Hélène Ducourant, University of Lille I
The proposition I submit is rooted in a wider problematic. How have informal payment facilities between merchants and clients in France turned into a consumer credit’s market? How have credit practices based on trusting relationships (or dependency relationships) developed into for-profit firms using impersonal and rational criteria of client selection? And what are the effects of these credit innovations on household credit use?
In this talk, I will focus on a particular moment of the French consumer credit history: the very beginning of the wide development of revolving credit which occurred between in the late 1980s and the beginning of the 1990s. During this time, a new French consumer credit company launched- a large scale revolving credit with two innovations: The use of the credit is no longer restricted to a single chain of shops, but the money from the revolving credit can be used wherever people want, through money transfers from the revolving credit to personal account. This new revolving credit is a “home shopping” credit to unknown people. (There is no credit bureau in France, each company has to develop a system of clients’ selection based on information asked to the credit candidates about his/her personal situation to create its score.) Contrary to the practices of that time on the French market, it is no longer a credit to a household as “client of a chain of shops”, or as “previous clients of the credit company from hire-purchase operations”.
I will show how this new challenge contributed to the success of revolving credit. By the profitable uses of this credit the company managed to arouse, it is said to have “opened the eyes of the market” to the potential of revolving credit in France. I will develop two points: How this new challenger innovation can be explained through the functioning of the French consumer credit market. Indeed, a new challenger had no choice but to take risks in order to penetrate the market at the end of the 1980s. Thus, the risk was in proposing the credit to unknown people by home shopping, without attracting all the “lemons”. How this innovation creates new uses of the revolving credit in France. Indeed, the company attracted lower class people yearning to separate their credit transactions from their social relations, in order to escape the prejudice they often have to face and shame of borrowing money. Those people transferred more money from their revolving credit than previous clients of the previous revolving credits. They have massively used the revolving credit as a personal loan. That type of use creates more profits than the previous uses of credit revolving prevalent in France, such as paying the supermarket bills.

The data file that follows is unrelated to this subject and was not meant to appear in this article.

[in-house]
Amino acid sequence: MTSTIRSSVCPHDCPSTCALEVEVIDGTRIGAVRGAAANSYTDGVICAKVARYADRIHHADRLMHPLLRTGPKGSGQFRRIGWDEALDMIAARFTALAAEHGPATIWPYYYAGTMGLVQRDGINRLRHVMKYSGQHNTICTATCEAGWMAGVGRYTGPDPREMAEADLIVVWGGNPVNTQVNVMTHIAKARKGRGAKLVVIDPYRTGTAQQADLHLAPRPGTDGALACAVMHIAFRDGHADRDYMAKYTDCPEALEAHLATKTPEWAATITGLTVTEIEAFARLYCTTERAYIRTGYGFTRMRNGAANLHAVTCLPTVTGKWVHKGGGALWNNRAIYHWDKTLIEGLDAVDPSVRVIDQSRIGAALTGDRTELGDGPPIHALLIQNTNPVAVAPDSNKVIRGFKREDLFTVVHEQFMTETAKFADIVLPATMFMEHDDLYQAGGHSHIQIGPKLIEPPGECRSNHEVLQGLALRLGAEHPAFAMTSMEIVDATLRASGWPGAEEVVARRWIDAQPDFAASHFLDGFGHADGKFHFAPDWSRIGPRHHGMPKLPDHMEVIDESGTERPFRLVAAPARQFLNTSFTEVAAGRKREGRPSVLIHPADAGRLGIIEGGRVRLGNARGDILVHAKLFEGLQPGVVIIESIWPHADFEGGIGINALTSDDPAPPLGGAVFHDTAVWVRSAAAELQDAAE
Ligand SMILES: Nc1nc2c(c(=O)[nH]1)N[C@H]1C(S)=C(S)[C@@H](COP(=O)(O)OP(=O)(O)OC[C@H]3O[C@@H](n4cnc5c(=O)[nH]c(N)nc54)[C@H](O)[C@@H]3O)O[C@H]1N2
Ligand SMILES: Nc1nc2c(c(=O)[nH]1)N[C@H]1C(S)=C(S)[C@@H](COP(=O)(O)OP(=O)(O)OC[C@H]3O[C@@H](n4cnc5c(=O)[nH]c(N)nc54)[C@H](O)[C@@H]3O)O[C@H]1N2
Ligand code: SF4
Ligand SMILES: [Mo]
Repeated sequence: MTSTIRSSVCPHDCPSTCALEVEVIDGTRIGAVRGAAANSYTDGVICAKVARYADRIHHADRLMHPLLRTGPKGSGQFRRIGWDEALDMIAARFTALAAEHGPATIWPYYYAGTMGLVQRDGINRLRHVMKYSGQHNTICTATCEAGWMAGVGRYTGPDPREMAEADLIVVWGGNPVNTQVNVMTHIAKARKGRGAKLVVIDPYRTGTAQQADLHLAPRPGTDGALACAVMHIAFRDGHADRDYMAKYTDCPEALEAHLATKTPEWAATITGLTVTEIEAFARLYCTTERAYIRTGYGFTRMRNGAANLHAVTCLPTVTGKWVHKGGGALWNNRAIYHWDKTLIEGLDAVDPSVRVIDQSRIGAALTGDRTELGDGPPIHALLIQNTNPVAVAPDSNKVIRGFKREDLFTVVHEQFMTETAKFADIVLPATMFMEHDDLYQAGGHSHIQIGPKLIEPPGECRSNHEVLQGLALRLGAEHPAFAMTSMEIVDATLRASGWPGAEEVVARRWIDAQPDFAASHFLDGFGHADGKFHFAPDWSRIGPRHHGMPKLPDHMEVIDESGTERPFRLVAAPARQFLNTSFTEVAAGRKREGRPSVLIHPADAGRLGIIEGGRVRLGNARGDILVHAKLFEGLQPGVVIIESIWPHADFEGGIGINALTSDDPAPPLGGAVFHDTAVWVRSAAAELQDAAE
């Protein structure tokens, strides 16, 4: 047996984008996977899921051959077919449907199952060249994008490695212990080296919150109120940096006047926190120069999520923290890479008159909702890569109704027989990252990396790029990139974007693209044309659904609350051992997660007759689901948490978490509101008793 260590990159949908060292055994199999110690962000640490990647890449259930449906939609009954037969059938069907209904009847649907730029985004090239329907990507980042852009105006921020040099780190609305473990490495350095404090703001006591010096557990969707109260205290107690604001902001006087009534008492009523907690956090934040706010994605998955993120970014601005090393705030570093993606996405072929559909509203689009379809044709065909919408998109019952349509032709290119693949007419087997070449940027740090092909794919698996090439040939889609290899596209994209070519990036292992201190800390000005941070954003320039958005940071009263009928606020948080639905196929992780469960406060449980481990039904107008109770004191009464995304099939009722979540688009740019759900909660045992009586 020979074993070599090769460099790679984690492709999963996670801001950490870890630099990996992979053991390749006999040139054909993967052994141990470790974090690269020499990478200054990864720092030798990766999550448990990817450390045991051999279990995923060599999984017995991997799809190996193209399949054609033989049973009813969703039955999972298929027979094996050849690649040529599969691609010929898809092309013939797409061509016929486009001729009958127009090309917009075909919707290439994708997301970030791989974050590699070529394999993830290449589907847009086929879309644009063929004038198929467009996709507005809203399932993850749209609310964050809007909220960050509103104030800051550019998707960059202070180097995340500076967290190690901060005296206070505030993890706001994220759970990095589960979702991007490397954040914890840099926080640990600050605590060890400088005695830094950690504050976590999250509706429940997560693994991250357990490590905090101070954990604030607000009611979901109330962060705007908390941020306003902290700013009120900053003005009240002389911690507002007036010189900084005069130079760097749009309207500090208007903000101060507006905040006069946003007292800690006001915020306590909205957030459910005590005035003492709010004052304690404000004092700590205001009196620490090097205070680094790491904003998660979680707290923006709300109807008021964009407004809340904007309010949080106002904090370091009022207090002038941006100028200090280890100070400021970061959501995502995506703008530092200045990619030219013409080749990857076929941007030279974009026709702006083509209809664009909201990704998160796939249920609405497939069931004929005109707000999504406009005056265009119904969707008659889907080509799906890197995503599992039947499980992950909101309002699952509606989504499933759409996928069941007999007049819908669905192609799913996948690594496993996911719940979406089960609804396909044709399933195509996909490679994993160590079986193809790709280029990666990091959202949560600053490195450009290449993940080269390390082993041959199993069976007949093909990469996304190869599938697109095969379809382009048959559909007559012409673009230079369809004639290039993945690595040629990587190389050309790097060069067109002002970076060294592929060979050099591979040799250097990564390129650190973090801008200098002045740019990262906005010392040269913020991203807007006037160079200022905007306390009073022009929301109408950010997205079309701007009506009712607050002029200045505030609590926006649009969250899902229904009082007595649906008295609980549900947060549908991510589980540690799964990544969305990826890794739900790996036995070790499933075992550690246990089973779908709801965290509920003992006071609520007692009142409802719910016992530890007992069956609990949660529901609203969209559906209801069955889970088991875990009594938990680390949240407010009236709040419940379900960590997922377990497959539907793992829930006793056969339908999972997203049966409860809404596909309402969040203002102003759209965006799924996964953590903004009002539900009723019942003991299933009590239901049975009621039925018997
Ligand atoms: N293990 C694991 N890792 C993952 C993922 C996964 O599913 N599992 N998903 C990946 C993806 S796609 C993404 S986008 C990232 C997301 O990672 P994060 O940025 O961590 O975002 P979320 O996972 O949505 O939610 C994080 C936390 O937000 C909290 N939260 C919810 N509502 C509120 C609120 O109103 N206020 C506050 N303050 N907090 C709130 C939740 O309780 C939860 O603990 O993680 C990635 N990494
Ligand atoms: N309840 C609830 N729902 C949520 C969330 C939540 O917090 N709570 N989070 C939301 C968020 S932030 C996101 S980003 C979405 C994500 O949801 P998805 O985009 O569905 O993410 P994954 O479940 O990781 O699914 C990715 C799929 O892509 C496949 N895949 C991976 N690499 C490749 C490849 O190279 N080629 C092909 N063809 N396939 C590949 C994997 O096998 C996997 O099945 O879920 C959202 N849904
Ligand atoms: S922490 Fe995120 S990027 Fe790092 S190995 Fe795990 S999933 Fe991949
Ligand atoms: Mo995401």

Nevertheless, this company didn’t expect to be so successful: it conducted business in this way due to lack of opportunities. Based on archives and interviews of executives of French consumer credit companies, the presentation shows how the “nomos” of the consumer credit market promote client’s new uses of a specific money, the one that comes from revolving credit.
- Hélène DUCOURANT, « Le crédit revolving, un succès populaire », Documents de travail du CLERSÉ (Working Papers), n° 2, mars 2009.
About the author
Hélène Ducourant is a fourth-year-PhD student in sociology at the University of Lille I - France. Her research deals with the social construction of a market. More precisely, she explains how informal practices turn into a trade activity through the study case of consumer credit. She also teaches Sociology and Economic Sociology at the Sociological Institute of Lille I.